But one thing nearly all the players agreed upon: Selections should be based on the best performances this year, not as a lifetime achievement award.
“It’s the 2022 All-Star Game,” McNeil said. “A player’s career kind of ties into it, but it should be the best year.”
But what it means to have the “best” year can be complicated when sometimes it feels like everyone eventually gets in. Consider all the injury and pitcher replacements, plus the requirement that each team gets a representative and some of the other quirks (like Atlanta Braves part-time catcher/DH William Contreras earning an All-Star start for the injured Bryce Harper, rather than, say, Freddie Freeman or Pete Alonso). This year, we ended up with 81 All-Stars, a number that also included 37 first-timers.
That seems high — but it turns out that it’s not a record. Last year, there were 42 first-time All-Stars. Nine of the 10 highest totals of All-Star rookies have come since 2010 (1988 and 2003 are also tied for 10th), with the exception being the first contest, in 1933.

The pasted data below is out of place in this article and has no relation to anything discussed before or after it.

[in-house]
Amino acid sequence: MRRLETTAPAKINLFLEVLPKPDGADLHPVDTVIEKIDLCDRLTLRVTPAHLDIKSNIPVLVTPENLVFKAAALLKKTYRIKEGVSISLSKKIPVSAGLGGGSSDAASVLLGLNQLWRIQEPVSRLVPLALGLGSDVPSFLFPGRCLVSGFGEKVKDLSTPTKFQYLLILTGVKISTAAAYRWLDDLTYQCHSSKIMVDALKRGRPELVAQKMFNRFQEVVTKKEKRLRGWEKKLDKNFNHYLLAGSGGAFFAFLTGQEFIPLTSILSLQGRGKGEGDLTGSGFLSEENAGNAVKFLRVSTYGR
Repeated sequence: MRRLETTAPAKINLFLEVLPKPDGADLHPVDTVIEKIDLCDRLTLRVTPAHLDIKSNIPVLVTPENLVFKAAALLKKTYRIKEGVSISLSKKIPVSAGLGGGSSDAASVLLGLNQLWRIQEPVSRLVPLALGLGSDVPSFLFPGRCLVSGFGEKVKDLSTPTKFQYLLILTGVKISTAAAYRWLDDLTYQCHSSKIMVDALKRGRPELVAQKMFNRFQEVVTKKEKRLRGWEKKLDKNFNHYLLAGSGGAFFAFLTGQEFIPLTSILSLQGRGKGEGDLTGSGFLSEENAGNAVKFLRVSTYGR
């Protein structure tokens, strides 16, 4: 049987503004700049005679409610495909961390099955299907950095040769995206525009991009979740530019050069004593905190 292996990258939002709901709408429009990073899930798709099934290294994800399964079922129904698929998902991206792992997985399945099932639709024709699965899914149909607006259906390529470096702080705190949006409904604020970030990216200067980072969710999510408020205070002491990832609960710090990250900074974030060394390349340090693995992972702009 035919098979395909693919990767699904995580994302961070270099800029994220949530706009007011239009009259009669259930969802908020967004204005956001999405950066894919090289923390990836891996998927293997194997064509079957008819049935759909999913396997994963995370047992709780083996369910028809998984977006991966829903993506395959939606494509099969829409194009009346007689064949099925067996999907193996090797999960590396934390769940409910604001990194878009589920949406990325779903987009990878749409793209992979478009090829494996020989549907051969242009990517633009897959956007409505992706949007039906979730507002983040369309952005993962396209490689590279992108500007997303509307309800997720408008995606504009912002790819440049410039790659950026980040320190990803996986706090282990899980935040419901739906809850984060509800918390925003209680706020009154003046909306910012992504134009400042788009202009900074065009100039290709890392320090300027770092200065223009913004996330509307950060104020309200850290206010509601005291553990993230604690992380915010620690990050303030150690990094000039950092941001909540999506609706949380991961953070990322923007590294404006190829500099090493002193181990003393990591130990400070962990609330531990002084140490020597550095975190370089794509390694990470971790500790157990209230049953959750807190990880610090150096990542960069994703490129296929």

This view that current-year value trumps career value or name recognition has evolved over the past two decades in both how players feel and the way fans have voted for starters. Previously, many of the same players would get voted in as starters year after year — no matter what kind of season they were having. Rod Carew started 15 All-Star Games — sure, many of those when he was winning batting titles, but some at the end of his career when he was no longer an elite first baseman. Wade Boggs started 11 All-Star Games in a row at third base for the American League. Cal Ripken Jr. started 16 in a row. Once you were an All-Star, you were an All-Star for the rest of your career.